The hydraulic cylinder link 83 includes a cylin der link 84 in which is slidable a piston .85 having a piston rod 86 projecting from the cylinder, and internal valve means 8'! (Figs. 3, 7 for effecting bleeding of hydraulic fluid from either side of the piston to the other side. The novel construction of the hydraulic cylinder piston and valve means is disclosed in detail and claimed in another patent application filed concurrently by me, now Patent No.'2,453,855, issued November 16, 1948, and thus the present description will include only such details as have direct bearing on the function of the artificial leg. The hydraulic cylinder 84 is arranged substantially vertical or lengthwise of the leg structure and its upper end is pivotally connected to the pin 8! which is carried by the bracket 30 and disposed rearwardly of and above the knee bolt 22. The cylinder 84 has an end cap 88 at its lower end in which thepiston rod 86 is slidable,-the cap hav ing holes 89 through which hydraulic fluid may 7 pass from the lower end of the cylinder into a bellowselement 90. Resilient 0 rings 9! are employed for sealing the various parts against leak-.

age of fluid and for creating slight frictional drag between the movable parts.

The piston 85 has an axial bore 93 in which a. valve member 54 is positioned and 'adapted'to slide, the member having a peripheral groove or passage 95 adapted to register with inclined ports 96 and radial ports 91 in the piston as the latter is shifted axially in the cylinder 84. The valve member SA has an end passage 98 and is urged downwardly in the bore 93 under the influence of asp-ring 99 so as to close the ports ill, as shown in Fig. 3. With the valve member 94 in this position, fluid may flow from the lowerv end of the cylinder 84 into the upper hollow end of the piston, from :which point it passes into the upper end of the cylinder by way of holes- Hill when under sufficient pressure to open acheck-valve NH. The lower end of the piston rod 86 is attached to a block 193 which, in turn, is pivotally connected to the foot member ,23 by means of the spherical knuckle pin 89 which is disposed forwardly of the ankle bolt 24. It is thus seen that because fluid can bleed from the lower end to the upper end of the cylinder 84, the cylinder is adapted to move upwardly with respect to the piston so as to permit extension of the hy-' cylinder, when the valve member is in the position shown in Fig. 3, the cylinder is locked ward locomotion of .1 the: wearer.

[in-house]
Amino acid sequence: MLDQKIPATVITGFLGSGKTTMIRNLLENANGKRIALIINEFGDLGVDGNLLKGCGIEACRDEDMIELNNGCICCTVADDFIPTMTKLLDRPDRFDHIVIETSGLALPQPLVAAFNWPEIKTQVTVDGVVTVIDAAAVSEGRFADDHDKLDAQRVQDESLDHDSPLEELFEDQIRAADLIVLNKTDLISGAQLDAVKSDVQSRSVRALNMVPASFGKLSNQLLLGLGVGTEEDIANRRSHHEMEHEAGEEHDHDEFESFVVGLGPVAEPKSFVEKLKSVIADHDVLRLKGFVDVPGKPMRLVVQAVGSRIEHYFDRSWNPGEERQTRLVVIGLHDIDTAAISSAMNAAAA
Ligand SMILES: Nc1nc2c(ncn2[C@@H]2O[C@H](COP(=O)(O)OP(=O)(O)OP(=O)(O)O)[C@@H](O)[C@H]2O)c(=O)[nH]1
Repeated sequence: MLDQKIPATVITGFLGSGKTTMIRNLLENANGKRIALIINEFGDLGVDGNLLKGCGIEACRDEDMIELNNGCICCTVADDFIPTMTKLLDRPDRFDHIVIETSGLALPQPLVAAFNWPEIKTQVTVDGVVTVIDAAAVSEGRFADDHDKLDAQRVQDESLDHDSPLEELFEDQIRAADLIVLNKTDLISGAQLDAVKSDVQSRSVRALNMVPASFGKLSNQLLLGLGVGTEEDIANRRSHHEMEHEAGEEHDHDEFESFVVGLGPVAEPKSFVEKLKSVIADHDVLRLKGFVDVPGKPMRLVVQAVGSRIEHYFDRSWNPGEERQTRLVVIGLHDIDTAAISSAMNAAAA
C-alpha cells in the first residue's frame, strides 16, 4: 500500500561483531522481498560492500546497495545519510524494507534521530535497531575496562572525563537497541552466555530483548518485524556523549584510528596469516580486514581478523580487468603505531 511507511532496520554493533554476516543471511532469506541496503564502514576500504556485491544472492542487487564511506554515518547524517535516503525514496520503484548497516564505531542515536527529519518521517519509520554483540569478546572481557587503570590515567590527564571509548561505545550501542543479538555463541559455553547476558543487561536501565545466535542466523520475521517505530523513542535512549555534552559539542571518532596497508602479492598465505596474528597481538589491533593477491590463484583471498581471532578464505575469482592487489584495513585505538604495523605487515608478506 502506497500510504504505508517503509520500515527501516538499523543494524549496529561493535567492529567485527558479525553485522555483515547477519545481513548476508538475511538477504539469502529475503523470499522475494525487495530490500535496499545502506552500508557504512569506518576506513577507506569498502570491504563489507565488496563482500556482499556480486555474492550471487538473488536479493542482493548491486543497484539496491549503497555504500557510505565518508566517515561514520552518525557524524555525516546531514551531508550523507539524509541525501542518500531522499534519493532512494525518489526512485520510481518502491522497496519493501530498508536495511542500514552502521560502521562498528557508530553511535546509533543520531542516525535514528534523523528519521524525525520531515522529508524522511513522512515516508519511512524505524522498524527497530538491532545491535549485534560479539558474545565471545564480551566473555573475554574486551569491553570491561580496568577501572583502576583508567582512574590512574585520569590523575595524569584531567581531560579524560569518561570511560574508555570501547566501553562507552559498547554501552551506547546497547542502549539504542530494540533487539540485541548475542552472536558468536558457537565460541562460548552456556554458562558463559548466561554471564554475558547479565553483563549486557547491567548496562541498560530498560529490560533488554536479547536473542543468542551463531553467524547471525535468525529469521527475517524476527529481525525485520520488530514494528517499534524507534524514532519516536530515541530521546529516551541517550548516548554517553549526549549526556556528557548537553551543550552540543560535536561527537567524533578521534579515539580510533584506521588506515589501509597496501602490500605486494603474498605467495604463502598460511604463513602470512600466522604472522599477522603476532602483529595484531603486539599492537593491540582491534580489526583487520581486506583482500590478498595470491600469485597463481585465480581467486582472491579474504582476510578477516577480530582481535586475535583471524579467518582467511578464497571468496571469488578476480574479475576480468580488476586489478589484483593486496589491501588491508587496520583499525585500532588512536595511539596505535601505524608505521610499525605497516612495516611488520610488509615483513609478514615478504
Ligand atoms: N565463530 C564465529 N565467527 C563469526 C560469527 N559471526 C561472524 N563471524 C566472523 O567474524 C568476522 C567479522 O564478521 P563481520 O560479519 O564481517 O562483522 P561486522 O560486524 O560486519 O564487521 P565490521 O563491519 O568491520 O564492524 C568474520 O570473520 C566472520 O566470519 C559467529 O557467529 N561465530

against downward: sliding; movementand'theflink; 8321s thuslpreventedilfrom contracting indength;

Sflchisz the case-when theweight' of' the. amputee; isasupportedaby; the. artificial leg,- that is, when the; thefootrmember 23 zisrpressedfirmlyl against. theground; Under. this; circumstance thezliydraulic cylinder 'four-bar-linkag-e .behaves like a. conventionallfour-bar-linkageinthe respect thatallits. links are: incontractible.

motions among allyfour links. Thisis shown. more; or less schematically .inFigS; .16; .17 "and.:18 which. represent; in 1 that order, the. sequence of configurations of; the; hydraulic-v cylinder; fourbar -linkage; 2 I 23,133;.ZiItWith theshydrauliclink: locked: against: contraction during, normal for-:-